Chasing performance degradations with Ruby benchmarks and memory_profiler

February 11, 2018

While working on some of the performance improvements for version 1.0.0 of Rambling Trie late in 2016 and early in 2017, I upgraded from Ruby 2.3.3 to Ruby 2.4.0 imagining that the newer version would help me on my mission to make all operations execute a bit faster. To my surprise, I ran into a significant performance degradation after upgrading - specifically, there was a ~25% increase in the time it took to execute a script using a trie with a big-ish word dictionary. This intrigued me enough that I decided to take a closer look.

Benchmarking with Ruby

After some investigation with the help of Ruby’s own Benchmark, I realized that while most operations were a bit slower, the main problem was a lot more visible during intensive operations like creating a brand new trie or compressing an existing one. You can see how a performance benchmark of Rambling::Trie.create went from 8.97 seconds with Ruby 2.3.3, to 11.19 seconds with Ruby 2.4.0.

Bringing out the big guns

So, I pulled in the memory_profiler gem to do some memory allocation monitoring:

require 'memory_profiler'

# Profile trie creation
result = MemoryProfiler.report allow_files: 'lib/rambling/trie', ignore_files: 'lib/rambling/trie/tasks' do
  1.upto(5) do |i|
    Rambling::Trie.create '/path/to/dictionary'
  end
end

result.pretty_print to_file: 'reports/#{version}/#{date}/creation'

# Profile trie compression
tries = []
1.upto(5) do |i|
  tries << Rambling::Trie.create '/path/to/dictionary'
end

result = MemoryProfiler.report allow_files: 'lib/rambling/trie', ignore_files: 'lib/rambling/trie/tasks' do
  tries.each { |t| t.compress! }
end

result.pretty_print to_file: 'reports/#{version}/#{date}/compression'

# ... etc.

The report output gives you the amount of memory (allocated and retained) and the number of objects (allocated and retained) all broken down by gem, by file, by location, and by class. It also gives you which strings were allocated and retained and how many times it happened.

The results were really illuminating. After running a profile for all operations, three things were immediately apparent:

  1. The memory footprint in 2.4.0 is a bit better due to some sweet Hash optimizations that came with Ruby 2.4.0 (#win!)
  2. Both the creation and compression operations create a lot of new object instances, as opposed to the rest of the operations that just run through a code path with existing instances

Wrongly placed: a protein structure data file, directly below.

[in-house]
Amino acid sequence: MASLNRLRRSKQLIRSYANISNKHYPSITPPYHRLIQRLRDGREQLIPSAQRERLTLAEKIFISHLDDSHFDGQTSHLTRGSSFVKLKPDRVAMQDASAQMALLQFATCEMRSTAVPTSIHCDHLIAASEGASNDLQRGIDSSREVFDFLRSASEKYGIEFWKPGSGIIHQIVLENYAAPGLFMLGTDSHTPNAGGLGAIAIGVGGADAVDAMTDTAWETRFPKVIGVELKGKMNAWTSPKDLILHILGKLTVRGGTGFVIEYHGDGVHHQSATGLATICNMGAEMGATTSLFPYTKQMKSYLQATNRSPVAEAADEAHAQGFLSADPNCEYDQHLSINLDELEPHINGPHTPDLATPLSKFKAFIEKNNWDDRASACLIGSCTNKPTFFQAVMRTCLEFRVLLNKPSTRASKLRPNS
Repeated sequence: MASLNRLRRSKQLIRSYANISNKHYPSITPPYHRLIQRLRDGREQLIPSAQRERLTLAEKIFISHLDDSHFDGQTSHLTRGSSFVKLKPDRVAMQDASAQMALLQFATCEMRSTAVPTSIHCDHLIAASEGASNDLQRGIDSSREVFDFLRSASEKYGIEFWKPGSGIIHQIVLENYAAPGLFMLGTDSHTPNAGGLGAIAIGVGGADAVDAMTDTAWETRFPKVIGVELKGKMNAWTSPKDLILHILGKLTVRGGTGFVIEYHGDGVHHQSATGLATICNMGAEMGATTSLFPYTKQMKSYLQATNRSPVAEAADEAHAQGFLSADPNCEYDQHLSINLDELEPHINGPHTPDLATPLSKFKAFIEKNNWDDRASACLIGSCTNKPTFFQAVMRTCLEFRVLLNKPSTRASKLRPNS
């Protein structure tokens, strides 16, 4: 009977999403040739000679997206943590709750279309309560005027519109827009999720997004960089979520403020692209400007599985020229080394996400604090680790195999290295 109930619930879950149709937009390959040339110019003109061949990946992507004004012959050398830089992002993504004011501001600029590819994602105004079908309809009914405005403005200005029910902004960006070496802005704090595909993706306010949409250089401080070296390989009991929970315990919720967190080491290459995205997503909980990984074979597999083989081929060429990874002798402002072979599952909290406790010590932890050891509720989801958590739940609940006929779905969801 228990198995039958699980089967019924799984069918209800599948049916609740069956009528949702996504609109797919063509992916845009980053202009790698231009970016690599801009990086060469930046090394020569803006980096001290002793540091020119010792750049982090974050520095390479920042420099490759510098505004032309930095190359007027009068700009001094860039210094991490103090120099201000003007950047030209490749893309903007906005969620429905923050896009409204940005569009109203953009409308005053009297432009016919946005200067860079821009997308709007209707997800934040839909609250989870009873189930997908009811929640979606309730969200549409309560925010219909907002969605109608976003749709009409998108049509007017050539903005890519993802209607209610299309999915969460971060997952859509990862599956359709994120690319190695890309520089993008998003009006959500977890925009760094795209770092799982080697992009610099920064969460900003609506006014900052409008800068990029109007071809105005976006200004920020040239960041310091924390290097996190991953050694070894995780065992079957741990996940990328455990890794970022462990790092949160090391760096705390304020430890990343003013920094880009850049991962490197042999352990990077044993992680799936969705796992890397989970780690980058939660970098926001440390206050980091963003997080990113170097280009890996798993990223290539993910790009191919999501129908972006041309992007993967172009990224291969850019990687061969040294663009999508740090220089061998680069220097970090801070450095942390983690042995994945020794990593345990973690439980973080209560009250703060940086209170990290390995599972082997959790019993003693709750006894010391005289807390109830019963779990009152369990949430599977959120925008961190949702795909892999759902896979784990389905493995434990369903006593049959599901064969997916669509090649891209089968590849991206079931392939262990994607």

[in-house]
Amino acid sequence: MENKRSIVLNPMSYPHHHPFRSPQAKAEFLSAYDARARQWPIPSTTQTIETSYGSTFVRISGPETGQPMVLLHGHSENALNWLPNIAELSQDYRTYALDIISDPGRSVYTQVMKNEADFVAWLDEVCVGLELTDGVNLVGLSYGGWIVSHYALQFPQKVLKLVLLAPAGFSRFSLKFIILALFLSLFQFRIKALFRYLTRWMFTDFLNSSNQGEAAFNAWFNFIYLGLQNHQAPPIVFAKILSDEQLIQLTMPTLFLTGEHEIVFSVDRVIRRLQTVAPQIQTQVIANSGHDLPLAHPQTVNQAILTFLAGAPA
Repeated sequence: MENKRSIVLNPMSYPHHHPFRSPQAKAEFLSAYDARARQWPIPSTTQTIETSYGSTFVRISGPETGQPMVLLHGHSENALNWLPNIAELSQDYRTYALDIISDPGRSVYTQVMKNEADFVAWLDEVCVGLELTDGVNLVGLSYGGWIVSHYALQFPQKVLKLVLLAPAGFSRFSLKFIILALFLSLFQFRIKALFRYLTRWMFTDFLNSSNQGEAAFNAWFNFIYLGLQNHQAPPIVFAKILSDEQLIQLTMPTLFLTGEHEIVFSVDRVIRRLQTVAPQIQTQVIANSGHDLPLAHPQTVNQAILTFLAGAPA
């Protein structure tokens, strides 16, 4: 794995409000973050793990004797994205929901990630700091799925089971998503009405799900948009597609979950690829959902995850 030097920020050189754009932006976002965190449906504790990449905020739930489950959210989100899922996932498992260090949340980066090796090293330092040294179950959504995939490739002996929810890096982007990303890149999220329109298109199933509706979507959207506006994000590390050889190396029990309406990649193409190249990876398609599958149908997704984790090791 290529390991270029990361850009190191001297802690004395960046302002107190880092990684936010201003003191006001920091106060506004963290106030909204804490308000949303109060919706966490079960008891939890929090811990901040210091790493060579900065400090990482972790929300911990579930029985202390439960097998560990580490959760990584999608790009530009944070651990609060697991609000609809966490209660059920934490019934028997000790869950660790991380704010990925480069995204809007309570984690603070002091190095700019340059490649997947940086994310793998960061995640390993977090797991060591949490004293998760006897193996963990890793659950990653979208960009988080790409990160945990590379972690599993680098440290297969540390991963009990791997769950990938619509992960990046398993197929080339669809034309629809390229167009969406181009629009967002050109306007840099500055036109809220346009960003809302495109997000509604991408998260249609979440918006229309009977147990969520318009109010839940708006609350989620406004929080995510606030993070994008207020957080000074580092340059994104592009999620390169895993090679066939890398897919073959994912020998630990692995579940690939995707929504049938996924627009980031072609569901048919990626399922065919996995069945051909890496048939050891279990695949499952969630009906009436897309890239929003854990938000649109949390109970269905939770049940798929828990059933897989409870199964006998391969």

3. The rest of the memory footprint looked exactly the same, so the issue had to be elsewhere

Forwardable is the culprit

After further investigation with benchmarks and tweaking classes and methods, I realized that forwardable was the culprit. Code like this was causing issues:

module Rambling
  module Trie
    # A representation of a node in the Trie data structure.
    class Node
      # ...

      extend ::Forwardable

      delegate [
        :[],
        :[]=,
        :delete,
        :has_key?
      ] => :children_tree

      # ...
    end
  end
end

Specifically, the benchmark-ips gem helped me analyze this issue further. I ran this benchmark:

require 'benchmark/ips'
require 'forwardable'

class TestDelegate
  extend ::Forwardable
  delegate [:[]] => :hash

  attr_reader :hash

  def initialize hash
    @hash = hash
  end
end

class TestDirect
  attr_reader :hash

  def initialize hash
    @hash = hash
  end

  def [] key
    hash[key]
  end
end

Benchmark.ips do |bm|
  hash = { h: 'hello' }

  delegate = TestDelegate.new hash
  bm.report 'delegate access' do
    delegate[:h]
  end

  direct = TestDirect.new hash
  bm.report 'direct access' do
    direct[:h]
  end

  bm.compare!
end

… and got these results:

Warming up --------------------------------------
     delegate access    62.485k i/100ms
       direct access   223.511k i/100ms
Calculating -------------------------------------
     delegate access    810.085k (± 6.2%) i/s -      4.062M in   5.035670s
       direct access      6.531M (±11.1%) i/s -     32.409M in   5.040199s

Comparison:
       direct access:  6531016.6 i/s
     delegate access:   810084.8 i/s - 8.06x  slower

So… access via a delegated method in Ruby 2.4.0 is about 8 TIMES SLOWER!!! than directly accessing the underlying field 😨. That needed to be addressed, but what do I do in the meantime? Define all those methods by hand?! NO WAY

Creating an interim solution